Margot Robbie and Alexander Skarsgård play Jane and Tarzan in the upcoming film “The Legend of Tarzan.” In a new interview, director David Yates opened up about directing the two and revealed that Robbie accidentally gave her co-star a huge bruise on his face while filming one of the most intimate scenes in the movie.
“They’re doing this love scene together, and I said [to Robbie], ‘Just slap Alex while you’re making love, just kind of give him a punch,’” Yates said. “It was sort of an earthy, sensual moment of her enjoying sex with Alex, and the only bruise he picked up during the entire shoot was probably that punch from Margot - which says a lot about her feistiness.”
Yates, who is responsible for the final four films in the “Harry Potter” series, said that it was incredibly important to him to find an actress to play Jane who would have great chemistry with Skarsgård, but who could also handle herself and play the character as a strong woman, not just the wife of Tarzan.
“If you enter the jungle with anybody, you want to go with Margot Robbie,” Yates said. “She’s practical, and she’s smart, and she’s resourceful. And she can take care of herself.”
“It was very important that we didn’t want it to feel archaic or dated, where it’s like, tough guy has to save the poor girl,” Skarsgård explained of Robbie’s casting. “You have to feel that she’s strong and independent, and when you cast Margot, you’ll definitely get that.”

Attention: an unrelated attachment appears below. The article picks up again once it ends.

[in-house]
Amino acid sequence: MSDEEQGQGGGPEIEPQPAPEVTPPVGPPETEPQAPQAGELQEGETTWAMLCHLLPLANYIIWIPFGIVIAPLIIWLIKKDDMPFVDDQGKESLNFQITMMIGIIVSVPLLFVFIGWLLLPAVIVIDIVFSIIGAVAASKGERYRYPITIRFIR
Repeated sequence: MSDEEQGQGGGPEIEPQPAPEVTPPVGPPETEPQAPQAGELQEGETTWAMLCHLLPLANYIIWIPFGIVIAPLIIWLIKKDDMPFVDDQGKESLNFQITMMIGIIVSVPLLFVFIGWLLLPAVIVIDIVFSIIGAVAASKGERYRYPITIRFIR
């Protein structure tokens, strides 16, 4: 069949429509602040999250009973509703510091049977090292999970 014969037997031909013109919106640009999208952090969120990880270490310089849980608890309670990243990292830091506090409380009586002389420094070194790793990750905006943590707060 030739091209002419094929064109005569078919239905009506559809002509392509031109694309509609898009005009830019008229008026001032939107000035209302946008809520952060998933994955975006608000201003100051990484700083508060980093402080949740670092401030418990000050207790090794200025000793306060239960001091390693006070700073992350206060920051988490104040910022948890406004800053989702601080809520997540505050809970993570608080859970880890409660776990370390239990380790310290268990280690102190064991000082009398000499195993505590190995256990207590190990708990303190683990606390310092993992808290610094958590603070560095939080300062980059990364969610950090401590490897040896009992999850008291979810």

Yates’ take on the classic tale of Tarzan will be different from the original story, which was published in 1912. The story has been adapted countless times over the years, including 1932’s “Tarzan the Ape Man,” 1984’s “Greystoke: The Legend of Tarzan, Lord of the Apes” and Disney’s 1999 animated “Tarzan.” In “The Legend of Tarzan,” Tarzan, now known as John Clayton III, is living in 1880s London with his wife Jane before he goes back to the jungle where he grew up.
“It’s almost the opposite of the classic tale, where it’s about taming the beast,” Skarsgård said. “This is about a man who’s holding back and slowly, as you peel off the layers, he reverts back to a more animalistic state and lets that side of his personality out.”
"The Legend of Tarzan" hits theaters July 1.